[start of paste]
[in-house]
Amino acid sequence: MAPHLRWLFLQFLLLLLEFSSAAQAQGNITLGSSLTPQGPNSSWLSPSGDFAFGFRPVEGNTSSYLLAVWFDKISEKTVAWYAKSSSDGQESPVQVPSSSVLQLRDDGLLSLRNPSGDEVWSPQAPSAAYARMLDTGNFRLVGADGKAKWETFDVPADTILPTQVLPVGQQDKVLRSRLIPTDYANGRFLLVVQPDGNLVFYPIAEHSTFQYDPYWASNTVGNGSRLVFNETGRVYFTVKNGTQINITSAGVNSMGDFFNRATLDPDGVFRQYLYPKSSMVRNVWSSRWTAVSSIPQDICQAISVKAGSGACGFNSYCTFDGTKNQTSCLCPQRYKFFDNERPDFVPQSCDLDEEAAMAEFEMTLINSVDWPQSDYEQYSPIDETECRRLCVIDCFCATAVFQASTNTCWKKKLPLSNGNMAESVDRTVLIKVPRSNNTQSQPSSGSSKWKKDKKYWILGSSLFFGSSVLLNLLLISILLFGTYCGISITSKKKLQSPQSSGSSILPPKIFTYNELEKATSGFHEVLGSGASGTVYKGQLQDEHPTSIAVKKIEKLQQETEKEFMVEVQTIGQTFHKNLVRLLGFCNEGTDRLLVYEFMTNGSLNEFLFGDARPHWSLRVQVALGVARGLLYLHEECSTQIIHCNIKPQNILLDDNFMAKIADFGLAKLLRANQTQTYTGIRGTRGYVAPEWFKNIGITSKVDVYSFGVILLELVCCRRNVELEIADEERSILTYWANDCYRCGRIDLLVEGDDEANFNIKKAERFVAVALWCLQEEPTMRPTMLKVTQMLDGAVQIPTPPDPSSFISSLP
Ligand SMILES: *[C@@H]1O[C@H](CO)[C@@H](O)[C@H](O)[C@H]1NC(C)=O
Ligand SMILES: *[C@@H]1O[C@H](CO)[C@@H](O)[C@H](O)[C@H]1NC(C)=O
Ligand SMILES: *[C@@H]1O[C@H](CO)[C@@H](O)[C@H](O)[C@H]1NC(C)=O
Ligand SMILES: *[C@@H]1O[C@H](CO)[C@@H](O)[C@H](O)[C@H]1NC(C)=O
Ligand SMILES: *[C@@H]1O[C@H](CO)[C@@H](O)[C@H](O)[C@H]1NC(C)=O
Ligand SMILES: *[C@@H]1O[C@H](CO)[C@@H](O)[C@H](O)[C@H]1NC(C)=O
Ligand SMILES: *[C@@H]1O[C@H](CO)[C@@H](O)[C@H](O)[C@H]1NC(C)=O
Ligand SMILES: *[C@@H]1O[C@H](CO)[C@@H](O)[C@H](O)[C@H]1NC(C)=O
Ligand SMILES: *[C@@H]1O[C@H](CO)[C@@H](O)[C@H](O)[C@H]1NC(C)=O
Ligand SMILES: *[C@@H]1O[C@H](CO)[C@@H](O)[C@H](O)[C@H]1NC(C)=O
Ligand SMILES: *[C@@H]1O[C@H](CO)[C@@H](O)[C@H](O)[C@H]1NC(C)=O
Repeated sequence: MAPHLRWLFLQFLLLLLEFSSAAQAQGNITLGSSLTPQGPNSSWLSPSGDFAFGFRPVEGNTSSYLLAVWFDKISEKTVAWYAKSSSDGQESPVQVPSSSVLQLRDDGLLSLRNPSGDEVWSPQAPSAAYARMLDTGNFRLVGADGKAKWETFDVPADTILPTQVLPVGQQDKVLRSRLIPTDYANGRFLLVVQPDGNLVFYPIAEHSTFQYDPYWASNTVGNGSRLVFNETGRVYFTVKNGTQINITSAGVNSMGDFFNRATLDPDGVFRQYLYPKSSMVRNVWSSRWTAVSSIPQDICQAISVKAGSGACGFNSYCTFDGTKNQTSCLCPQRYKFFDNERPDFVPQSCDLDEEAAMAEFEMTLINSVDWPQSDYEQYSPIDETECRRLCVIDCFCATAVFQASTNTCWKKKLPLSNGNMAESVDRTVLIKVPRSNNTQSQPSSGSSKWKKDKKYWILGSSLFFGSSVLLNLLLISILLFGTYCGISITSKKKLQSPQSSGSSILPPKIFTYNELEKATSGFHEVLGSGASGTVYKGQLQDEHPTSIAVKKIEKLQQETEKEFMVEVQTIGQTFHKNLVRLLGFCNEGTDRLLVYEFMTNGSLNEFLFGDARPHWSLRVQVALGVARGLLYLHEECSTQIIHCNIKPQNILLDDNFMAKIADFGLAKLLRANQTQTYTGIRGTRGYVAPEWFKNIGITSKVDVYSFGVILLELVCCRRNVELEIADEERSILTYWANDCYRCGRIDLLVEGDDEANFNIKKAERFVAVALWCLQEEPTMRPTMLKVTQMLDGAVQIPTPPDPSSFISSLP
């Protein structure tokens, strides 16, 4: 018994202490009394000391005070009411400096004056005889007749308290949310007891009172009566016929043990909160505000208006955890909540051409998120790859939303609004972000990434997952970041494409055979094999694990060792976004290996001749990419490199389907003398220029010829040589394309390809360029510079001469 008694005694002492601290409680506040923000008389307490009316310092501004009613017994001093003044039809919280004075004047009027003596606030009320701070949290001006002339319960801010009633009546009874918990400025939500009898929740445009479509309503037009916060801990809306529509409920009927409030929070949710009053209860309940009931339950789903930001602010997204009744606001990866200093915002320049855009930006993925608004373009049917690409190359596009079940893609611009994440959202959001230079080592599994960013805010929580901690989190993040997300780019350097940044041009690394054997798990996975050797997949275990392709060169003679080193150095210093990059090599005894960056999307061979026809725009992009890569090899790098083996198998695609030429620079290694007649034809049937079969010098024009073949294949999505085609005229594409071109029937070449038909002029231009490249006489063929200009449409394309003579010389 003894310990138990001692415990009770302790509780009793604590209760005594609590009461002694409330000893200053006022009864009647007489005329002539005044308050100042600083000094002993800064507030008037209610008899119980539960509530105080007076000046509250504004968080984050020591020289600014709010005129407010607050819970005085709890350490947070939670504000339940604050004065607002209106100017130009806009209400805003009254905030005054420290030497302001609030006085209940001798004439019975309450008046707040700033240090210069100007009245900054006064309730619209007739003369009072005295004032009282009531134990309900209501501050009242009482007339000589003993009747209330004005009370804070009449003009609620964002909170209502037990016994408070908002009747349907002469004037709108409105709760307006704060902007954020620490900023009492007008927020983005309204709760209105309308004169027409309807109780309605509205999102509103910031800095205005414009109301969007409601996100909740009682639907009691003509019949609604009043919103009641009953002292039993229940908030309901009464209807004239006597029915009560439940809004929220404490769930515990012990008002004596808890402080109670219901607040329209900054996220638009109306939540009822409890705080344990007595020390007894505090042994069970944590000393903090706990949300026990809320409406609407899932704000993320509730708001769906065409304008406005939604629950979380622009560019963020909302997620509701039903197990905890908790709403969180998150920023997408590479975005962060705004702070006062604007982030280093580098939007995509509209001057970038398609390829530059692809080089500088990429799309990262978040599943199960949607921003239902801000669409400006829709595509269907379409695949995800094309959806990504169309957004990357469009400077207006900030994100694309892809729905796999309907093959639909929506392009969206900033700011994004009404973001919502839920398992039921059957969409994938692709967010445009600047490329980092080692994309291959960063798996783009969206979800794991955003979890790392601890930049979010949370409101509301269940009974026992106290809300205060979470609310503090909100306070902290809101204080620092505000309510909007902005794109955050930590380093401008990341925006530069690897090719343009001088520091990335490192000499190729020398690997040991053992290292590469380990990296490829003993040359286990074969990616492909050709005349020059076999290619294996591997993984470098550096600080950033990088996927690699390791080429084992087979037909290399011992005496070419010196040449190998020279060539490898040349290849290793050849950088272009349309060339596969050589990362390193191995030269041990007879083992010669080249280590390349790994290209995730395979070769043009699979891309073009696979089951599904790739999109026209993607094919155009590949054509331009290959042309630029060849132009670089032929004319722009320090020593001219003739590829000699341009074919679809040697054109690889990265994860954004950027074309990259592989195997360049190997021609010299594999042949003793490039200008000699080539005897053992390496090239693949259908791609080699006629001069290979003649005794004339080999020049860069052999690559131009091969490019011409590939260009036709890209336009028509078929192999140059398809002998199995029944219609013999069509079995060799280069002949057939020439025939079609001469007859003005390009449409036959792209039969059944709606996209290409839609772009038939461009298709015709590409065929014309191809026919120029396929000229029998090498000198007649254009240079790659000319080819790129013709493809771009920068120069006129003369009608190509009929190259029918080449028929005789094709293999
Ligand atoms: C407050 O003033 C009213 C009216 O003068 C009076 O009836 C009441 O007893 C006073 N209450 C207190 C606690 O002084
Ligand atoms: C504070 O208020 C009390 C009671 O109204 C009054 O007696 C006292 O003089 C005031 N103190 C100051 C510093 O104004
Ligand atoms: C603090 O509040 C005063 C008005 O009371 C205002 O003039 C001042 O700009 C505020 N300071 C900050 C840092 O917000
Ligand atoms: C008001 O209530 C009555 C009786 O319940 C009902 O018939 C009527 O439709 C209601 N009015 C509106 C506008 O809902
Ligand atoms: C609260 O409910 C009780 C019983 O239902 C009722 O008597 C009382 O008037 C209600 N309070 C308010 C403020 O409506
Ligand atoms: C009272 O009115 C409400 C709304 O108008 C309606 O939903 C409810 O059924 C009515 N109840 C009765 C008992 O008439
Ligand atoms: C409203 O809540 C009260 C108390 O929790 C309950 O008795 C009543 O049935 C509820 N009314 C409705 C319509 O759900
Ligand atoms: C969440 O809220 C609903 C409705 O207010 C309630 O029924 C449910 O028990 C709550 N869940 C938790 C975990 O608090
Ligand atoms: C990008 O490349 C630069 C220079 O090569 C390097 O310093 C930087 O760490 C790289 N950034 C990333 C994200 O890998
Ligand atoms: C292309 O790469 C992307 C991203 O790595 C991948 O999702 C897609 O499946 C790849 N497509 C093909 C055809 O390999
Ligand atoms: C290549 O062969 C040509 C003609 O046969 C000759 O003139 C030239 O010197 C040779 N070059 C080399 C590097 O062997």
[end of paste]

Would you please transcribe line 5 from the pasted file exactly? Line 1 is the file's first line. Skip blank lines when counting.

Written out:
Ligand SMILES: *[C@@H]1O[C@H](CO)[C@@H](O)[C@H](O)[C@H]1NC(C)=O